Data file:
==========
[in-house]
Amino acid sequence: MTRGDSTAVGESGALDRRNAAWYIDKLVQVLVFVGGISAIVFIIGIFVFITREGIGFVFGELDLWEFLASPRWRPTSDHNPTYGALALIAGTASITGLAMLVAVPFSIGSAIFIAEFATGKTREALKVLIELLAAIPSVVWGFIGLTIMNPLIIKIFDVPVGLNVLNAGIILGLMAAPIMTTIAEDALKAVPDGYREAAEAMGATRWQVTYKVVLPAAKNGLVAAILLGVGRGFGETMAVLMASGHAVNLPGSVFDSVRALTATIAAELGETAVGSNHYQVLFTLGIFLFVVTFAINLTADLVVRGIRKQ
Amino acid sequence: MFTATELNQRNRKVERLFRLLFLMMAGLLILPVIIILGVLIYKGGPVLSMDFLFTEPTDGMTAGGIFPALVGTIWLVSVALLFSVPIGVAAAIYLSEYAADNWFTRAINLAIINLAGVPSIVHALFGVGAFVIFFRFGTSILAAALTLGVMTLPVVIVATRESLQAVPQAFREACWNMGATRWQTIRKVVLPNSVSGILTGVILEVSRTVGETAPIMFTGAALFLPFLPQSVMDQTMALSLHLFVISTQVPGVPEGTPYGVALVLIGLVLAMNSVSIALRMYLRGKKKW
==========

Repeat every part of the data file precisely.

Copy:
[in-house]
Amino acid sequence: MTRGDSTAVGESGALDRRNAAWYIDKLVQVLVFVGGISAIVFIIGIFVFITREGIGFVFGELDLWEFLASPRWRPTSDHNPTYGALALIAGTASITGLAMLVAVPFSIGSAIFIAEFATGKTREALKVLIELLAAIPSVVWGFIGLTIMNPLIIKIFDVPVGLNVLNAGIILGLMAAPIMTTIAEDALKAVPDGYREAAEAMGATRWQVTYKVVLPAAKNGLVAAILLGVGRGFGETMAVLMASGHAVNLPGSVFDSVRALTATIAAELGETAVGSNHYQVLFTLGIFLFVVTFAINLTADLVVRGIRKQ
Amino acid sequence: MFTATELNQRNRKVERLFRLLFLMMAGLLILPVIIILGVLIYKGGPVLSMDFLFTEPTDGMTAGGIFPALVGTIWLVSVALLFSVPIGVAAAIYLSEYAADNWFTRAINLAIINLAGVPSIVHALFGVGAFVIFFRFGTSILAAALTLGVMTLPVVIVATRESLQAVPQAFREACWNMGATRWQTIRKVVLPNSVSGILTGVILEVSRTVGETAPIMFTGAALFLPFLPQSVMDQTMALSLHLFVISTQVPGVPEGTPYGVALVLIGLVLAMNSVSIALRMYLRGKKKW